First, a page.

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Storm-induced sea level spikes expected to increase on the Gulf and Atlantic coasts

Storm-induced sea level spikes expected to increase on the Gulf and Atlantic coasts

Using a new powerful NOAA global climate model, NOAA and partner researchers show that big storm-induced spikes in sea levels will increase in the future from the Gulf Coast to the Atlantic coast as warming progresses, but will be driven by differing forces.

February 13, 2020 0 Comments
Barbadian students tour NOAA Ship Ronald H. Brown

Barbadian students tour NOAA Ship Ronald H. Brown

Editor's note: Air & Sea Chronicles is NOAA's blog series documenting the ATOMIC mission in Barbados. This post is by Cindy Sandoval, a communications specialist from NOAA Fisheries who was on detial assisting NOAA Communications with ATOMIC outreach. 

Over 50 Barbadian or Bajan students toured NOAA Ship Ronald H. Brown during the vessel’s short port call in Bridgetown, Barbados. While aboard, students learned about NOAA’s mission, the role the vessel plays in cutting-edge research, and why their island nation is at the center of an unprecedented effort to better understand the interactions of atmosphere and ocean. 

February 12, 2020 0 Comments
Researchers test experimental severe weather warning tools

Researchers test experimental severe weather warning tools

When severe weather threatens, NOAA National Weather Service forecasters issue warnings to alert people. Based on the location of the storm, the same warning gives some communities more time than others. Researchers are testing an experimental concept to provide more continuous hazardous weather information for the public.

February 12, 2020 0 Comments
Climate change could trigger more landslides in High Mountain Asia

Climate change could trigger more landslides in High Mountain Asia

More frequent and intense rainfall events due to climate change could cause more landslides in the High Mountain Asia region of China, Tibet and Nepal, according to the first quantitative study of the link between precipitation and landslides in the region.

 

February 11, 2020 0 Comments
A Sea of Sondes

A Sea of Sondes

Air & Sea Chronicles is NOAA's blog series documenting the ATOMIC mission in Barbados. This is the third post from Janet Intrieri, a research scientist from NOAA's Earth System Research Lab Physical Sciences Division, who gives us a recap of a week releasing weather balloons on the NOAA Ship Ronald H. Brown.

January 24, 2020 0 Comments
Wave gliders, ocean drifters and drones to help international researchers solve key climate question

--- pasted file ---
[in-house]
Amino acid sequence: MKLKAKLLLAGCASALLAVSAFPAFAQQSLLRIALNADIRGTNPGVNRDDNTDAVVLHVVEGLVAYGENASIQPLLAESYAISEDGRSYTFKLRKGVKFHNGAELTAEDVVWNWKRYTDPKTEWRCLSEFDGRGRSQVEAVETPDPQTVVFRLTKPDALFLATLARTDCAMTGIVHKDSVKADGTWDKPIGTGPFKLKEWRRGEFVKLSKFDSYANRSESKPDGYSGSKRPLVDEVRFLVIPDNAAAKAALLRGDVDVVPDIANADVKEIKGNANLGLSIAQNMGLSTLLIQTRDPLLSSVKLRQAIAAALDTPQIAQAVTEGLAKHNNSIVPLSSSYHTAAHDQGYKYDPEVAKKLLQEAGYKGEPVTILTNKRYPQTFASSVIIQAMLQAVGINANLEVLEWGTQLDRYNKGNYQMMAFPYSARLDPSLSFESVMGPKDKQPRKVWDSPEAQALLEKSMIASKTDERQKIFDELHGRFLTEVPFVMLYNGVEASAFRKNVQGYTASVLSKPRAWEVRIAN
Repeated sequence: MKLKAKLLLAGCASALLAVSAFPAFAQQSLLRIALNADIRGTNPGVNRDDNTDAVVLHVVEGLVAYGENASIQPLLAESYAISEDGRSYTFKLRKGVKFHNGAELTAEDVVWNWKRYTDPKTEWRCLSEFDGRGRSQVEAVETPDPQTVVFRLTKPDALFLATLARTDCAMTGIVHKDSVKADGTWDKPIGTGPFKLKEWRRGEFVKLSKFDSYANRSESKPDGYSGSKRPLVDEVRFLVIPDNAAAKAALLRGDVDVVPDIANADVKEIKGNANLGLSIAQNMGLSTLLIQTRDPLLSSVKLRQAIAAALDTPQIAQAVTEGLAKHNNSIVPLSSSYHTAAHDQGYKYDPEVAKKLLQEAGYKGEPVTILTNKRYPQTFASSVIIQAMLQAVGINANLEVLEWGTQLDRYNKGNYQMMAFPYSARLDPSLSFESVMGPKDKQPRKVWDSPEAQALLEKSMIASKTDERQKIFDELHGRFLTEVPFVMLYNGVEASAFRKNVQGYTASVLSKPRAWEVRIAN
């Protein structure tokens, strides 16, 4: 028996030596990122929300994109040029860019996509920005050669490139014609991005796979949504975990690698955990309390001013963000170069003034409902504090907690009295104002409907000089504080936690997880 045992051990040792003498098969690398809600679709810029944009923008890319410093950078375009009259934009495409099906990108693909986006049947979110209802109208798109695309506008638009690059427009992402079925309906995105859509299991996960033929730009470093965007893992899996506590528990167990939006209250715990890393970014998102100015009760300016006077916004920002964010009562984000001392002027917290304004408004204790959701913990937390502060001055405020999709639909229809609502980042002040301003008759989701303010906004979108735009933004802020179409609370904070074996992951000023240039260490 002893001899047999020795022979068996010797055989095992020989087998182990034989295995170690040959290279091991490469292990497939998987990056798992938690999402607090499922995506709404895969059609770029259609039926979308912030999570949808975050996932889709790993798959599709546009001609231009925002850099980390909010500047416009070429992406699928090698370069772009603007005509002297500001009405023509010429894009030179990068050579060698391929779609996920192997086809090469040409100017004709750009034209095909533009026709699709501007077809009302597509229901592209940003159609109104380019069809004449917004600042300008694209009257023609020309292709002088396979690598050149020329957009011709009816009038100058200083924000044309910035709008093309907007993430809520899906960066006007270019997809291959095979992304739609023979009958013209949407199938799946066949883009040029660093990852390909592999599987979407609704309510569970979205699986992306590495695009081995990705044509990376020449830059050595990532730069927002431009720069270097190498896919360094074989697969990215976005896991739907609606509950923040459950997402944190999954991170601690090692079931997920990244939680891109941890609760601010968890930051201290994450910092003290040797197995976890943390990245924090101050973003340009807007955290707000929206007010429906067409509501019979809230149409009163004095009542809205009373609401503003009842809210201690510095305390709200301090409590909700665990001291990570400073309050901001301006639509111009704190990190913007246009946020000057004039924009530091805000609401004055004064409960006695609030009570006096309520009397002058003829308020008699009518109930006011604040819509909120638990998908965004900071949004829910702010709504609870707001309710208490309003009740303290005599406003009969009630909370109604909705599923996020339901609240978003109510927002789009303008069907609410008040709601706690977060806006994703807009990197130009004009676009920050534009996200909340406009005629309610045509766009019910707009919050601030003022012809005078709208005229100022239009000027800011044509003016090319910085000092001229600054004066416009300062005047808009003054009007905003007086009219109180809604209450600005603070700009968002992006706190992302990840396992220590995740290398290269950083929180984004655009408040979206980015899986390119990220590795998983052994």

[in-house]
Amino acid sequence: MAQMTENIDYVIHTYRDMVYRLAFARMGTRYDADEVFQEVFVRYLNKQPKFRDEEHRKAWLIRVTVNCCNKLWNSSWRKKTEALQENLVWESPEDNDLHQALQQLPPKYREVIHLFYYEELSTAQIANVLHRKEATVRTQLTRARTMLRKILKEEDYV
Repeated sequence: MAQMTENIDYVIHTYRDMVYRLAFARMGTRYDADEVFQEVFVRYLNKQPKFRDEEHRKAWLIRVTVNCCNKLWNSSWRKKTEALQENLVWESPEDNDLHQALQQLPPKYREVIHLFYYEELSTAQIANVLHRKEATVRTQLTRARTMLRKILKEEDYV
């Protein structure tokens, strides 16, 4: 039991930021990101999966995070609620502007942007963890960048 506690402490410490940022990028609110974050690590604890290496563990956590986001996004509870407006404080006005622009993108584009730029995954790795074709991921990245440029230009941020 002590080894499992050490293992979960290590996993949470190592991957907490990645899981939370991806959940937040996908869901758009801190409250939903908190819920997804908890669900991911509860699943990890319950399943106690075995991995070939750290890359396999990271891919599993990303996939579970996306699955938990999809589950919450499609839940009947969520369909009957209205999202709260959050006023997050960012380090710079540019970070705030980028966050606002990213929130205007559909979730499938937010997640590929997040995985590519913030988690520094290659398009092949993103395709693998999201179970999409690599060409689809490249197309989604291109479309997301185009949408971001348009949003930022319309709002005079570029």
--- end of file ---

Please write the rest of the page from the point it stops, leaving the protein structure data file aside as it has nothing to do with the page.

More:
Wave gliders, ocean drifters and drones to help international researchers solve key climate question

American and European scientists are deploying dozens of autonomous and remotely-piloted instrument platforms to capture simultaneous observations of the lower atmosphere and the upper ocean offshore of Barbados with unprecedented detail.

January 23, 2020 0 Comments
ATOMIC mission week 1 recap: Deployments, deployments, deployments

ATOMIC mission week 1 recap: Deployments, deployments, deployments

January 13, 2020 0 Comments
Scientists begin mission into the trade winds

Scientists begin mission into the trade winds

Editor's note: Air & Sea Chronicles,  NOAA's blog series documenting the ATOMIC mission in Barbados​, kicks off today with the first blog from Janet Intrieri, a research scientist from NOAA's Earth System Research Lab Physical Sciences Division, who reports on the first days of the mission aboard NOAA Ship Ronald H. Brown.

January 10, 2020 0 Comments
NOAA launches major field campaign to improve weather and climate prediction

NOAA launches major field campaign to improve weather and climate prediction

Picture a calm, sunny day at a tropical beach. You look out at the ocean and in the distance a flotilla of small white clouds sails close to the waves. It’s ideal weather and typical of many days in the tropical Atlantic. However, scientists don’t fully understand how these ubiquitous clouds (a type of “shallow convective cloud”) form and impact the ocean, and it represents one of the largest uncertainties in predicting climate change.

January 7, 2020 0 Comments
NOAA Research's top 5 stories from 2019

NOAA Research's top 5 stories from 2019

December 30, 2019 0 Comments
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Oceanic and Atmospheric Research (OAR) - or "NOAA Research" - provides the research foundation for understanding the complex systems that support our planet. Working in partnership with other organizational units of the NOAA, a bureau of the Department of Commerce, NOAA Research enables better forecasts, earlier warnings for natural disasters, and a greater understanding of the Earth. Our role is to provide unbiased science to better manage the environment, nationally, and globally.

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